New York is creating a Weather Risk Communication Center at the University at Albany, a first-of-its-kind operational collaboration between university researchers and state emergency managers. Through an annual $1.5 million investment, the Center will serve as a clearinghouse for critical weather information and develop new tools to help emergency managers make more informed, time-critical decisions to protect communities. The Center will also examine how the state and its partners communicate the risks associated with “extreme weather” to the public and how to improve those messages.
“New Yorkers know all too well that climate change has caused more frequent, intense, and unpredictable storms across our state, and we need innovative ideas to help us respond,” Governor Hochul said. “As we face the rising risk of extreme weather events, I’m proud to establish New York’s Weather Risk Communication Center to strengthen our preparedness and keep New Yorkers informed and safe before, during, and after emergencies.”
Specifically, the Center’s work will combine the high-quality forecasts provided by the National Weather Service (NWS) and supplemental data from the New York State Mesonet with on-the-ground information about critical infrastructure to create new decision-support products tailored to the specific needs of emergency managers. For example, during the massive September storm that dumped more than seven inches of rain in New York City in just 24 hours, the Center would have been able to create real-time maps informed by advanced weather observations with data about the city’s sewer infrastructure and capacity to help pinpoint where and how flooding was likely to occur and when evacuations might be necessary. Additionally, before or during a snowstorm, the Center will monitor forecasts and Mesonet data to map road surface temperatures and inform roadway pre-treatment planning.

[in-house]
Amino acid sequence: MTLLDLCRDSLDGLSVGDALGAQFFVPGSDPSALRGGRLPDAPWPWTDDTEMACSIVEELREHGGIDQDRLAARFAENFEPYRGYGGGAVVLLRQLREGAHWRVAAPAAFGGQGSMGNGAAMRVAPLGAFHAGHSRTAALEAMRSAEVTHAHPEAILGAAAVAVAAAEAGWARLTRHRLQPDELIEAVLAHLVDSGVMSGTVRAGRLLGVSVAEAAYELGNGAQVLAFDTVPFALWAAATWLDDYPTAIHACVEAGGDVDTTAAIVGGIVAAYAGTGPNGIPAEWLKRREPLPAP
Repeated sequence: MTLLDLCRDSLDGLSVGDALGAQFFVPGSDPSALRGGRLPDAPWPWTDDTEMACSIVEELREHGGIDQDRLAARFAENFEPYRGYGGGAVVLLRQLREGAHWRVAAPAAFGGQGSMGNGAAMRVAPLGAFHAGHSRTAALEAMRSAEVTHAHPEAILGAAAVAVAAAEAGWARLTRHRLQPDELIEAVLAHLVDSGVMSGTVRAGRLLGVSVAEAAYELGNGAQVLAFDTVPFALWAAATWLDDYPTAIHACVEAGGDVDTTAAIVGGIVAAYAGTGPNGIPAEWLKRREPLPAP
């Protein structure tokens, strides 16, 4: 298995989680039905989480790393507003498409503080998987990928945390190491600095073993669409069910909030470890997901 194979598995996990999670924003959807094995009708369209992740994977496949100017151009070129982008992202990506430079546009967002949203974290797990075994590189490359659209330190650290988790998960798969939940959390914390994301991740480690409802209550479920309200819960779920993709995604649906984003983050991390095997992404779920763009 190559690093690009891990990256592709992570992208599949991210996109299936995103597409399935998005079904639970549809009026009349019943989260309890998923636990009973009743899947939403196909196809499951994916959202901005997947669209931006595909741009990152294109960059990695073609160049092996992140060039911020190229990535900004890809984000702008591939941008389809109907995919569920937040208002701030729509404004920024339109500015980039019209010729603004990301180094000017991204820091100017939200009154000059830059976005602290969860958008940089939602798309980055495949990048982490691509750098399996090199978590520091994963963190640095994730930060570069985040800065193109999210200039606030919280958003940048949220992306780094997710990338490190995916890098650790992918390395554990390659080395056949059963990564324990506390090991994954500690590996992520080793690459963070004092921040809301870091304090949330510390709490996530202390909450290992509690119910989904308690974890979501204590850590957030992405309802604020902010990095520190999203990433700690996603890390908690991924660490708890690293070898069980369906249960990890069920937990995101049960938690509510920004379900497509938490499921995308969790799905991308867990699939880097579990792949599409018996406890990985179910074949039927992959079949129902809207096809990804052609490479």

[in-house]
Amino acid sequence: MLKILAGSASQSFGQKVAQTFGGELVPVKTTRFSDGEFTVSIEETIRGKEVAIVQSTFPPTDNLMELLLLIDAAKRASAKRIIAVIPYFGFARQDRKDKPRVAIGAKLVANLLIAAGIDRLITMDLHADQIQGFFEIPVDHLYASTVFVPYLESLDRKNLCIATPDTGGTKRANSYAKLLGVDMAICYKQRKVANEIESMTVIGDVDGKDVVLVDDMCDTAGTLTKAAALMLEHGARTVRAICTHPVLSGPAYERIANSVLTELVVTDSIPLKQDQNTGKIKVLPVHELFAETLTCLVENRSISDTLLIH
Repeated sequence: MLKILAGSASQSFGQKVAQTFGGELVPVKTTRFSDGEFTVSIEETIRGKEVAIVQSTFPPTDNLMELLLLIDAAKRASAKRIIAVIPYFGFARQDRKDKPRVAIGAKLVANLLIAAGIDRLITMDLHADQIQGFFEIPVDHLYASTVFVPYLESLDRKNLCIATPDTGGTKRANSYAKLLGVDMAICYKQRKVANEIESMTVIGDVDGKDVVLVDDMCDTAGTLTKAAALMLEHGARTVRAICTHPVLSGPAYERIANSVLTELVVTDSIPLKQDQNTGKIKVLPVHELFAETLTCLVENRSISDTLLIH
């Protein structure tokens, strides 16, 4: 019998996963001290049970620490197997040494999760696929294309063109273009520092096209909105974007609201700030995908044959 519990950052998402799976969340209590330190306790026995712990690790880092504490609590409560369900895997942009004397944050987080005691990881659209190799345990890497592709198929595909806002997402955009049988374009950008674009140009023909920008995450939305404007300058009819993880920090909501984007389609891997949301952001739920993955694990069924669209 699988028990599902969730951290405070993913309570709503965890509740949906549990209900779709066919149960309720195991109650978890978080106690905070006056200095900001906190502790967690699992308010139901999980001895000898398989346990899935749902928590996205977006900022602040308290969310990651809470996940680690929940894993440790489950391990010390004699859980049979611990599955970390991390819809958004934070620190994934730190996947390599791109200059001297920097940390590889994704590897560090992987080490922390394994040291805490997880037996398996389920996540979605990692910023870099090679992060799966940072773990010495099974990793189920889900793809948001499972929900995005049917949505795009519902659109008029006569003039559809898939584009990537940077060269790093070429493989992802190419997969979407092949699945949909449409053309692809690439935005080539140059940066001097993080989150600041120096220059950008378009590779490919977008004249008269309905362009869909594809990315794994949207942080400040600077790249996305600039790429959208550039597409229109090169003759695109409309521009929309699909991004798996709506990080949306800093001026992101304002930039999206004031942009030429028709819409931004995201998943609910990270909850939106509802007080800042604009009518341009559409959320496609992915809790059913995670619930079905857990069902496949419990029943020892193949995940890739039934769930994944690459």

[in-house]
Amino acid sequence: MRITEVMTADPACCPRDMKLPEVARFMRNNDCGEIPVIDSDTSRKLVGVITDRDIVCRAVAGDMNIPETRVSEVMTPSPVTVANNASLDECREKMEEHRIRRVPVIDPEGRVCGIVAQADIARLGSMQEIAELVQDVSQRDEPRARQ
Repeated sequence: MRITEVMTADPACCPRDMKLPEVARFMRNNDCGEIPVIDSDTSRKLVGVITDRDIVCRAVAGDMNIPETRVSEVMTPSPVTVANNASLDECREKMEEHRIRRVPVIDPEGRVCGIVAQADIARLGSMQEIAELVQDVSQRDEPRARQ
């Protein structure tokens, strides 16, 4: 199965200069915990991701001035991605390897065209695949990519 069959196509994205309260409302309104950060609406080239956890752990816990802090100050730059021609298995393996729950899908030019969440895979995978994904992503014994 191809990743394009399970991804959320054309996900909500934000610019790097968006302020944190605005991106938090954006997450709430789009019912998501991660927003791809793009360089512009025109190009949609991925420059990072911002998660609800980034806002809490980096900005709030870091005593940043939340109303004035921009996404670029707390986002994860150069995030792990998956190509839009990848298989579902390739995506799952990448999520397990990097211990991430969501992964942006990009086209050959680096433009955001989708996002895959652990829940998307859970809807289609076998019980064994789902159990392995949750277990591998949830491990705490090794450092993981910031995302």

The Center’s assistance will not be reserved just for state-level emergency managers. Its resources and expertise will be available to other public entities in New York that need support in making weather-related decisions, including, for example, school superintendents who need support to inform school closures.
The SWRCC will work closely with the state to offer emergency weather training and workshops, as well as prepare after-action analysis of weather emergencies and examine how the state and its partners communicate the risks associated with extreme weather.
State Weather Risk Communication Center Director Nick Bassill said, “New York already possesses the ingredients necessary to make us a nationwide leader at integrating weather information into our everyday decision-making, and I’m beyond thrilled to help make this possible through our State Weather Risk Communication Center. We’ll build upon the excellent service from the National Weather Service and work hand-in-hand with our state partners in emergency management, transportation, and energy to provide them with the information they need before, during, and after a storm. Simultaneously, social scientists and software developers will build better tools and communication strategies. Being located at UAlbany also lets us train the next generation of experts by incorporating a robust student internship program.”